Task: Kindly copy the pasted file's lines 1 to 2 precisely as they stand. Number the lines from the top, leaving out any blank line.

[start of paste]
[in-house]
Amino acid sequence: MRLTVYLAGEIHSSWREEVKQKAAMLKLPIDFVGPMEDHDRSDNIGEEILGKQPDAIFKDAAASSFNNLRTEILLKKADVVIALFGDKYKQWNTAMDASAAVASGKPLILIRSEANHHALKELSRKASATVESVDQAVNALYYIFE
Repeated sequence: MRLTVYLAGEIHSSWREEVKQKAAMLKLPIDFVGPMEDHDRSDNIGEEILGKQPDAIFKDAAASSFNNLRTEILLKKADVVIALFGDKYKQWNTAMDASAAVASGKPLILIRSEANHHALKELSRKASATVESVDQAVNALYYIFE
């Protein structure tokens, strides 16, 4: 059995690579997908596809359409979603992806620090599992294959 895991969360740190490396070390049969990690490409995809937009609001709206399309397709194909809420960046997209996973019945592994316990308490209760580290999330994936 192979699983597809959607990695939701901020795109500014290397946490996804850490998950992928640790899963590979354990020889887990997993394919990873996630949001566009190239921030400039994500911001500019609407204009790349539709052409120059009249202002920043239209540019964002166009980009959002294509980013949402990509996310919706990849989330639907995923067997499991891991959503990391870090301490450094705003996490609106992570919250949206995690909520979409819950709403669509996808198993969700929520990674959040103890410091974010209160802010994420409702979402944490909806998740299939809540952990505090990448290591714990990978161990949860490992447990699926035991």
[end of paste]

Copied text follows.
[in-house]
Amino acid sequence: MRLTVYLAGEIHSSWREEVKQKAAMLKLPIDFVGPMEDHDRSDNIGEEILGKQPDAIFKDAAASSFNNLRTEILLKKADVVIALFGDKYKQWNTAMDASAAVASGKPLILIRSEANHHALKELSRKASATVESVDQAVNALYYIFE